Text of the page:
The name of the game these days is accessibility: and under the banner of accessibility several publishers in the past year have produced, in the format of tall picture books with at most 120 pages, versions of classical texts retold or abridged by well-known authors and illustrated by the stars of modern children’s book illustration. How far is this exercise justified? Which stories lend themselves to such treatment? Which, by their original brilliance, make an abridgment or a retelling a travesty? Elaine Moss investigates.
Few children today will ever read The Odyssey in Greek so there is an obvious case for retelling the ancient stories of the hero’s wanderings, the horrors of the encounter with the Cyclops, the episode of the Lotus-eaters, the sailing between Scylla and Charybdis all of which are part of Western folklore. One cannot help feeling, however, that Neil Philip’s text for The Adventures of Odysseus took second place, in the publisher’s pitch for sales, to Peter Malone’s glaringly bright hard-edged pictures which appear on almost every page and include three dramatic double spreads. If Philip had been given more space and a freer hand with his usually elegant sentence construction (much of which, here, is simple and clipped) the flavour, rather than just the stories from The Odyssey might have reached across the ‘wine dark seas’.
Many excellent writers, including Rosemary Sutcliff, have retold the tales of Robin Hood and his Merry Men, so it was clever of Michael Morpurgo in Robin of Sherwood to introduce into his retelling an element of dream and mystery that connects a modern boy, experiencing the hurricane of 1987 in which a great oak is uprooted in the forest, with a dream dreamt by Robin Hood in which his death is foretold. Morpurgo is a compelling storyteller relishing the drama, the horror, the humour, the quirky characters of the ‘outcasts’ as he calls them. The fierce clash within Robin between his love for Maid Marion and the desire for royal patronage which is our hero’s undoing, is poignantly explored. Michael Foreman’s flowing watercolours in foresty green, midnight blue and dungeon darkness reflect the jovial comradeship, the spirit of the oppressed versus the oppressor and the robust fun that are at the heart of this most English set of stories.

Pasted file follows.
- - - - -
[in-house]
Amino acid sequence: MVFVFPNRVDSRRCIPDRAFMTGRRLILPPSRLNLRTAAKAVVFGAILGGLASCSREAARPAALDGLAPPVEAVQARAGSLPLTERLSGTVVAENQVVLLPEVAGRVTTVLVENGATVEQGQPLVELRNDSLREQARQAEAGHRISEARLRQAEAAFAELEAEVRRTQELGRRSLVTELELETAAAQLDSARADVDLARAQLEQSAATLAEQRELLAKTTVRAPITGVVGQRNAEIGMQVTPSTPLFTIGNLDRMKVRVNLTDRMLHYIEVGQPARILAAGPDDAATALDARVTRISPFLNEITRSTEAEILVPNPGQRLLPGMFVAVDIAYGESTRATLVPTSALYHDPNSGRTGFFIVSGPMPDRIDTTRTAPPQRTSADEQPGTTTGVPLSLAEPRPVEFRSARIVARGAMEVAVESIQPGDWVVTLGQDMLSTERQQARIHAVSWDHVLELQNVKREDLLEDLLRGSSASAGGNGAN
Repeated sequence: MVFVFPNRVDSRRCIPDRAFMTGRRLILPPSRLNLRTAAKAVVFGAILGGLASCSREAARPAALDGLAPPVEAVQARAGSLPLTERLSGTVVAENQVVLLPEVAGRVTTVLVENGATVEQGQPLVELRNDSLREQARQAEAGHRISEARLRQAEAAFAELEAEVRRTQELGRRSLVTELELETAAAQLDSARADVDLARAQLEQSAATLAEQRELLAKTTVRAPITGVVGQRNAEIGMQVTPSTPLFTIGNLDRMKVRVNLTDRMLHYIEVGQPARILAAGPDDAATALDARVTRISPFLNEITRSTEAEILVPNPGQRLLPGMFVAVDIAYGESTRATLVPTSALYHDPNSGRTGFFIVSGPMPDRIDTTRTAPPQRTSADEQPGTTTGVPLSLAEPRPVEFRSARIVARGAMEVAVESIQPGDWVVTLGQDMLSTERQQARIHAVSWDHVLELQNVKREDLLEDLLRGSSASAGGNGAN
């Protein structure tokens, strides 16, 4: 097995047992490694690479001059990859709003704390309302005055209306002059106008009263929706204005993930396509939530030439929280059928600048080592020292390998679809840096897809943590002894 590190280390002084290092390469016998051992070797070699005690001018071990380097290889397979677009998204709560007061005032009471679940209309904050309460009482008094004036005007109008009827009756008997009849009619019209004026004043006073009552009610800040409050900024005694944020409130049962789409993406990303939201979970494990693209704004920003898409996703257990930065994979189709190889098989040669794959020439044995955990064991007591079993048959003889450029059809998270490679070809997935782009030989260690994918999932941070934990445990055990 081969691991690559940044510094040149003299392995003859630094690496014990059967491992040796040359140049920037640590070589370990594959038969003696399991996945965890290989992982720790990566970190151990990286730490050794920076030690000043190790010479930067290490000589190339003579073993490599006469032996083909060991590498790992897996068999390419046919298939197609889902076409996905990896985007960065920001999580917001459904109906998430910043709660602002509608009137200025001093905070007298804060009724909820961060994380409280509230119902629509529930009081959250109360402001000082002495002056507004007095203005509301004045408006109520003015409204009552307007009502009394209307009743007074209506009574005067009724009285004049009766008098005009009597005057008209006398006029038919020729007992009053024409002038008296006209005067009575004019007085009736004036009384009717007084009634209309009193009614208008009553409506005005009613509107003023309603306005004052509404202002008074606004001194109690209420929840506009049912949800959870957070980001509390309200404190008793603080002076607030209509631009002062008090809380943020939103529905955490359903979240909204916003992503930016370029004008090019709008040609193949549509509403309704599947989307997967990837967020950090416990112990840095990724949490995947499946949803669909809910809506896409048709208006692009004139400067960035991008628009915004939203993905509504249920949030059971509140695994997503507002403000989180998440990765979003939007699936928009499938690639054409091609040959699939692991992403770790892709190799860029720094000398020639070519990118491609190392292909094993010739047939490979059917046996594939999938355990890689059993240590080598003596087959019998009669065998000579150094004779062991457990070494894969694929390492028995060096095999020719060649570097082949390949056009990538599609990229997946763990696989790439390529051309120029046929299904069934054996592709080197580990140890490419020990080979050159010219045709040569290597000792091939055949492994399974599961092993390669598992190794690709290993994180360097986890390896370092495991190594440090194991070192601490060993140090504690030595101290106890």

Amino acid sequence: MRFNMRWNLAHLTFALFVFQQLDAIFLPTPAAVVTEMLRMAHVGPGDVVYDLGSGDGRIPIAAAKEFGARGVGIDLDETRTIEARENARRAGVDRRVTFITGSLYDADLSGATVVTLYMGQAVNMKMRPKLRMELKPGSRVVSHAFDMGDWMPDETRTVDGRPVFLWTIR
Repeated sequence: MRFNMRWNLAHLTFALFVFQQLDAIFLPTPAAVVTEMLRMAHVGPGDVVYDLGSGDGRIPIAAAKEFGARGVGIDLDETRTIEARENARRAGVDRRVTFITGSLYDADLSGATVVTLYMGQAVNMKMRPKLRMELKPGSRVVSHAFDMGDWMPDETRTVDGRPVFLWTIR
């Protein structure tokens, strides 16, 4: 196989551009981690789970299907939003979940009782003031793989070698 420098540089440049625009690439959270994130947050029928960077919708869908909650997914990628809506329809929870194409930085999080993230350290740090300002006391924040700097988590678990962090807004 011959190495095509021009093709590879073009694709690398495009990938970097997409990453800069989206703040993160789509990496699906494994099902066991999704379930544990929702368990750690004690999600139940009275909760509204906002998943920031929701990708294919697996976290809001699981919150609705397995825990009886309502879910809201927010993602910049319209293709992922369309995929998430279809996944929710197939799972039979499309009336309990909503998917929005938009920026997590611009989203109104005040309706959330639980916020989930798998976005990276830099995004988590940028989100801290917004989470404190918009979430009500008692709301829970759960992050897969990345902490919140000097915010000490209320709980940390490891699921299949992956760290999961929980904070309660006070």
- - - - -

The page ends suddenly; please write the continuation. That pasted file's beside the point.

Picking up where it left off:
The legends of King Arthur, like those of Robin Hood, have no authentic text so look to the talents of each generation to keep them alive. Geraldine McCaughrean is a storyteller par excellence so her King Arthur and the Round Table is alive with magic and mystery, dense with intrigue, uplifting in its moments of pure chivalry and romance. For these are sombre tales as well as noble ones, ending in the Age of Darkness that followed the mythical Arthur’s death. McCaughrean’s writing is fearlessly vivid – ‘a banneret… lolled like a tongue’ – and Alan Marks’ fluid watercolours bring out the essentially timeless quality of the stories.
Great classic texts
The remaining classics-for-all under review are neither myth nor legend but great texts of literature in the English language that modern readers (albeit older than the ones for whom the current ‘accessible’ texts are intended) can and do read. In a perfect world these should be neither shortened nor tampered with.
Who but Herman Melville can generate the breathless excitement, heightened by the interspersed longueurs about Nature and whaling, of Moby Dick? Should not readers wait until they are skilled enough (as adults?) to encounter the obsessed Captain Ahab, gigantic Queequeg, saintly Starbuck, the naive Ishmael and the catalyst Moby Dick in the language of Melville himself? The answer, of course, is yes. But despite my misgivings about the retelling of the classics I must go on record as saying that if anyone is to retell Moby Dick (and I still think nobody should) that person is Geraldine McCaughrean. Keeping the rhythms of Melville’s prose but shearing from his text the archaisms and reflective passages, she has kept faith with this enthralling adventure story and its theme of revenge at all costs. Melville’s crew of colourful characters live and breathe, both in McCaughrean’s text and in Victor Ambrus’ brilliant pictorial representation of them, in line and wash as well as in colour. The strength of these illustrations, arguably the best set this master illustrator has produced in a long career, bear comparison with Mervyn Peake’s for Stevenson’s Treasure Island. McCaughrean’s retelling of Moby Dick should capture the same readership.